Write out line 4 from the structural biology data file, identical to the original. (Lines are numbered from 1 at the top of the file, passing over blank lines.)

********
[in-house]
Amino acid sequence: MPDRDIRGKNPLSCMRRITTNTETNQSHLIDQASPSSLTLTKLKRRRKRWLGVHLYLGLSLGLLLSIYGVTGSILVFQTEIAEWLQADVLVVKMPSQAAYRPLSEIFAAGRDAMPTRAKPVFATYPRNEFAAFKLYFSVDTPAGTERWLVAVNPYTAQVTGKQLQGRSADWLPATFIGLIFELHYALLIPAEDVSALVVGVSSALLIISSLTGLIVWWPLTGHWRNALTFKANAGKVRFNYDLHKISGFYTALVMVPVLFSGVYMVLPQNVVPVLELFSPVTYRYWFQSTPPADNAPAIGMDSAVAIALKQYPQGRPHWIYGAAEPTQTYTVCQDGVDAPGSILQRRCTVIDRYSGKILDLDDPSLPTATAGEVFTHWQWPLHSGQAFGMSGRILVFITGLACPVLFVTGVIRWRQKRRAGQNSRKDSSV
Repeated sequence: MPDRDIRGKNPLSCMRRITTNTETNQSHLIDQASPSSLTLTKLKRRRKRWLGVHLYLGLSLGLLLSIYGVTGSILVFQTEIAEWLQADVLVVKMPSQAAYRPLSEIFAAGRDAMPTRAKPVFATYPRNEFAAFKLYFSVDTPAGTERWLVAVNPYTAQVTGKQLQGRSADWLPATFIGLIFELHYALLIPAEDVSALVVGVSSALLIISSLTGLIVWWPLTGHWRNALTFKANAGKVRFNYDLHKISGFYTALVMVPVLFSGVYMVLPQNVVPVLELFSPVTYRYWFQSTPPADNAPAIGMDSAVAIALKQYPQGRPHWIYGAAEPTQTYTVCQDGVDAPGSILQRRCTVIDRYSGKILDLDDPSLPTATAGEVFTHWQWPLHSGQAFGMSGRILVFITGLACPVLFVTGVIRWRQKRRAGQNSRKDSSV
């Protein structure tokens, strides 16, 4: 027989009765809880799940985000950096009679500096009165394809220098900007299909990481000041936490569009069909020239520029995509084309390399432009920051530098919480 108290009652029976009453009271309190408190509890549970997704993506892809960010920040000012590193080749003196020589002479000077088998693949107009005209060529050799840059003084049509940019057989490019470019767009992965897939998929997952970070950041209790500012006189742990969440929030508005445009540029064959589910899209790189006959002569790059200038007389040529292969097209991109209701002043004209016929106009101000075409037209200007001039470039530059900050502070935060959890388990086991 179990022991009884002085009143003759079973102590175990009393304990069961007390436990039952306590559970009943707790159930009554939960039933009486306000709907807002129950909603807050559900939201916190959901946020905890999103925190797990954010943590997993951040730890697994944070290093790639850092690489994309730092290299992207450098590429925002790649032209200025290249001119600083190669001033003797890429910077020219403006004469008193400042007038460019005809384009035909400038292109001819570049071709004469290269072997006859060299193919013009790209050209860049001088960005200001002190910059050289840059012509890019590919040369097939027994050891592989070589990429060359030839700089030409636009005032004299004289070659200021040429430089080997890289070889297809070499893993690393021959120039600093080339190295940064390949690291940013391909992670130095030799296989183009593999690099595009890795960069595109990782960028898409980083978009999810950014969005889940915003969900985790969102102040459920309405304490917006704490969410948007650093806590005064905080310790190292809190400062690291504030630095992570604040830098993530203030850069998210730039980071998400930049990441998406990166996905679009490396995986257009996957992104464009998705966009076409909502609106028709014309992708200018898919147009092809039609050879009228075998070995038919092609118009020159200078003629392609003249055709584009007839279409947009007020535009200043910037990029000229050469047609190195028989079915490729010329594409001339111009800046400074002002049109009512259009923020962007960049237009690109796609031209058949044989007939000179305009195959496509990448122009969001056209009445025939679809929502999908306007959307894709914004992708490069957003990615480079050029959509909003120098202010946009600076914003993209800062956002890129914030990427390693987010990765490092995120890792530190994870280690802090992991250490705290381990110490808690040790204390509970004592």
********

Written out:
């Protein structure tokens, strides 16, 4: 027989009765809880799940985000950096009679500096009165394809220098900007299909990481000041936490569009069909020239520029995509084309390399432009920051530098919480 108290009652029976009453009271309190408190509890549970997704993506892809960010920040000012590193080749003196020589002479000077088998693949107009005209060529050799840059003084049509940019057989490019470019767009992965897939998929997952970070950041209790500012006189742990969440929030508005445009540029064959589910899209790189006959002569790059200038007389040529292969097209991109209701002043004209016929106009101000075409037209200007001039470039530059900050502070935060959890388990086991 179990022991009884002085009143003759079973102590175990009393304990069961007390436990039952306590559970009943707790159930009554939960039933009486306000709907807002129950909603807050559900939201916190959901946020905890999103925190797990954010943590997993951040730890697994944070290093790639850092690489994309730092290299992207450098590429925002790649032209200025290249001119600083190669001033003797890429910077020219403006004469008193400042007038460019005809384009035909400038292109001819570049071709004469290269072997006859060299193919013009790209050209860049001088960005200001002190910059050289840059012509890019590919040369097939027994050891592989070589990429060359030839700089030409636009005032004299004289070659200021040429430089080997890289070889297809070499893993690393021959120039600093080339190295940064390949690291940013391909992670130095030799296989183009593999690099595009890795960069595109990782960028898409980083978009999810950014969005889940915003969900985790969102102040459920309405304490917006704490969410948007650093806590005064905080310790190292809190400062690291504030630095992570604040830098993530203030850069998210730039980071998400930049990441998406990166996905679009490396995986257009996957992104464009998705966009076409909502609106028709014309992708200018898919147009092809039609050879009228075998070995038919092609118009020159200078003629392609003249055709584009007839279409947009007020535009200043910037990029000229050469047609190195028989079915490729010329594409001339111009800046400074002002049109009512259009923020962007960049237009690109796609031209058949044989007939000179305009195959496509990448122009969001056209009445025939679809929502999908306007959307894709914004992708490069957003990615480079050029959509909003120098202010946009600076914003993209800062956002890129914030990427390693987010990765490092995120890792530190994870280690802090992991250490705290381990110490808690040790204390509970004592």